The number of people needing emergency food assistance is 8.2 million following a period of drought and erratic rains which have affected harvests. Caritas will launch a €2.9 million (ETB 66,643,952.00) emergency programme will help almost 500,000 people either directly or indirectly for the whole of 2016.
Maize is the most widely consumed cereal by the rural poor. Sorghum is generally one of the cheapest cereals. Teff is also very important throughout the country. The most important markets for teff are the large cities including Addis Ababa, Bahir Dar, Mekele, and Dire Dawa. Addis Abada is the capital city, and Dire Dawa, Mekele, and Jijiga are major towns in the eastern, mainly food insecure, parts of the country. Bahir Dar is a major town in a surplus producing area.
ADDIS ABABA – A major contribution of 140 million Swedish kronor (US$16 million) from the Government of Sweden is allowing the United Nations World Food Programme (WFP) to provide relief food assistance this month for more than 1.5 million people in the Somali region of Ethiopia.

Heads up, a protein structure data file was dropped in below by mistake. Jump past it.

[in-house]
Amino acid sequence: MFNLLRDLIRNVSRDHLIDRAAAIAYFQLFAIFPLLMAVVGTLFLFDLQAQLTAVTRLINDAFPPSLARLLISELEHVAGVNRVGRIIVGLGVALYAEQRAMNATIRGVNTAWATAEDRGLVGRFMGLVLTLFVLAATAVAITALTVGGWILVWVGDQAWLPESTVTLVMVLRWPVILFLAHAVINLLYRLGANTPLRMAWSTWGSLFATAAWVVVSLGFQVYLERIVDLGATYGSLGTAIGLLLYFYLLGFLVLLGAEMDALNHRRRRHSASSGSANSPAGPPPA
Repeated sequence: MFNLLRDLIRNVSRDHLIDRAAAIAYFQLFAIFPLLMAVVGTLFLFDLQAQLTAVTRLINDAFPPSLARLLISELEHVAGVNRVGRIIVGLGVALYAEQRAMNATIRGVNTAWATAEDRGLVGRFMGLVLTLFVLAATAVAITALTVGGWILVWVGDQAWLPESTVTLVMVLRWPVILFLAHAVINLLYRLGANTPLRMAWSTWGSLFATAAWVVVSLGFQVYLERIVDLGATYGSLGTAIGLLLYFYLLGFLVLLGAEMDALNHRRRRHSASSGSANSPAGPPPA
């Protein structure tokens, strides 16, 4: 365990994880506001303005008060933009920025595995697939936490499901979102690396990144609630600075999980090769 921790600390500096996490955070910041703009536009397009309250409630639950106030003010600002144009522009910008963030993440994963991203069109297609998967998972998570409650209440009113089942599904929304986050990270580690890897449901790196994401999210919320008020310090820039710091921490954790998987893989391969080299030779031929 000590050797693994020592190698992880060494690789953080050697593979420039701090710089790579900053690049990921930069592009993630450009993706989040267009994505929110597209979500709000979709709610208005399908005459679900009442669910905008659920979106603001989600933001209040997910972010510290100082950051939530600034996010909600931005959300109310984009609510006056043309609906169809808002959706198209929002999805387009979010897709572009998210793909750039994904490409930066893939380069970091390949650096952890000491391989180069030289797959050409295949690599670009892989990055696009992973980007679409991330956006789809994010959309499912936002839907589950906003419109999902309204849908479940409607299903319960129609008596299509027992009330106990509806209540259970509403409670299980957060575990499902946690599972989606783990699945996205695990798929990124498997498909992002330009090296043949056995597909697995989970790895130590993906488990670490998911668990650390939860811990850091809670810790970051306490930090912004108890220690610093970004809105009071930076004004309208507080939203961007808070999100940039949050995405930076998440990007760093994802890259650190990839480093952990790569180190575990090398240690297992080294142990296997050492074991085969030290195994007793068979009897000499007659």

The contribution from the Swedish International Development Agency, or Sida, is one of the first international responses to the crisis amidst rising food needs across the country and increased efforts to support the Government of Ethiopia in the response.
The Government will use the newly completed railway from Djibouti to Adama, Ethiopia to transport relief supplies.
At least 210,600 people are expected to be affected by flooding and at least 105,300 people are at risk of displacement, according to the Flood Contingency Plan released on 18 November.
OCHA’s Humanitarian Response Fund (HRF) issued a Call for Proposals for WaSH response in Afar,
Amhara, Oromia, SNNP, Somali and Tigray. Proposals must be submitted before 5 December 2015.
The Minister for Development, Trade Promotion and North South Co-operation Seán Sherlock has announced that the Irish Government will contribute an additional €2 million to the international response to the drought in Ethiopia.